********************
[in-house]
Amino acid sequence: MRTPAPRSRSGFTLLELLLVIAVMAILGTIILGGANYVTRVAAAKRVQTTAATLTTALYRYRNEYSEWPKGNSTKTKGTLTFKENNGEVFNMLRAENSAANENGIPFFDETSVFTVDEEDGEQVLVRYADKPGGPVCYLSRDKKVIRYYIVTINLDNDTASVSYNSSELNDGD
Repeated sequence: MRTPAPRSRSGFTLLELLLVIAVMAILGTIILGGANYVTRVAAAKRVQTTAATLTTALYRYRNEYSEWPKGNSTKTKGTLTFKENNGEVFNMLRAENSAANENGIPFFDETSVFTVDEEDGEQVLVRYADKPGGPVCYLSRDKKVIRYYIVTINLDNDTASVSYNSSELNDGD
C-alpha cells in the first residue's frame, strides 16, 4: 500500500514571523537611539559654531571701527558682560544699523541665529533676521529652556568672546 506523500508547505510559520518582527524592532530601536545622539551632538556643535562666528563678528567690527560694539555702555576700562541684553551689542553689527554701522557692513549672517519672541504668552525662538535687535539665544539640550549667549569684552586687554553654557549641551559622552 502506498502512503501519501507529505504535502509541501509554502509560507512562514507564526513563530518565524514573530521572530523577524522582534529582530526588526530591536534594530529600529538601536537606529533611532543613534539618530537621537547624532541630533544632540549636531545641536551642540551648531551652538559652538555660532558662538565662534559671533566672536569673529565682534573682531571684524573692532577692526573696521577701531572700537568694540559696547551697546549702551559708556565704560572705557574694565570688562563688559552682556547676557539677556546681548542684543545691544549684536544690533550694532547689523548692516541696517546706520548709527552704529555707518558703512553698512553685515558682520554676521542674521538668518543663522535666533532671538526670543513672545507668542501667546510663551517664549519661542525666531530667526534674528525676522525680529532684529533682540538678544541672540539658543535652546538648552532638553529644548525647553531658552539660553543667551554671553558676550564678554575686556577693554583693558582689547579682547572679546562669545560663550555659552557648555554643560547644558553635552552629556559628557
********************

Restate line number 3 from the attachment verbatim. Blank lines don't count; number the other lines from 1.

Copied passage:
Repeated sequence: MRTPAPRSRSGFTLLELLLVIAVMAILGTIILGGANYVTRVAAAKRVQTTAATLTTALYRYRNEYSEWPKGNSTKTKGTLTFKENNGEVFNMLRAENSAANENGIPFFDETSVFTVDEEDGEQVLVRYADKPGGPVCYLSRDKKVIRYYIVTINLDNDTASVSYNSSELNDGD